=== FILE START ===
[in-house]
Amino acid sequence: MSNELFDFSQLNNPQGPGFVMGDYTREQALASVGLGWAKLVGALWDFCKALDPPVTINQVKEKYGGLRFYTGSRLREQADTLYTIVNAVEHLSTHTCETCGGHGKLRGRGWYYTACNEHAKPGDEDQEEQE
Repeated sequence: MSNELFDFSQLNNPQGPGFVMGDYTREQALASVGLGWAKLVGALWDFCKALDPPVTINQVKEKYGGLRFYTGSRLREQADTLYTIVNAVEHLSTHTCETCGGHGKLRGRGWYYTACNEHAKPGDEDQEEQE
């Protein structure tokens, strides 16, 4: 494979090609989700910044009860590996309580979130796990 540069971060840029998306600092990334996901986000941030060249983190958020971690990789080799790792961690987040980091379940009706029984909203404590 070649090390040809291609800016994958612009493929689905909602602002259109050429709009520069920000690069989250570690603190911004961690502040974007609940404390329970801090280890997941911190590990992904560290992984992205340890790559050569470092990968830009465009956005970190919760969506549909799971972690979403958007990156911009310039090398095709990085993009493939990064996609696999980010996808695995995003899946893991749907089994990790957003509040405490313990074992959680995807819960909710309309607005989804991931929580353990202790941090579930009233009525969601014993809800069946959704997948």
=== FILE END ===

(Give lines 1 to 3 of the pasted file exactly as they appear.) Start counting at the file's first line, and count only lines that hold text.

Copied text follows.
[in-house]
Amino acid sequence: MSNELFDFSQLNNPQGPGFVMGDYTREQALASVGLGWAKLVGALWDFCKALDPPVTINQVKEKYGGLRFYTGSRLREQADTLYTIVNAVEHLSTHTCETCGGHGKLRGRGWYYTACNEHAKPGDEDQEEQE
Repeated sequence: MSNELFDFSQLNNPQGPGFVMGDYTREQALASVGLGWAKLVGALWDFCKALDPPVTINQVKEKYGGLRFYTGSRLREQADTLYTIVNAVEHLSTHTCETCGGHGKLRGRGWYYTACNEHAKPGDEDQEEQE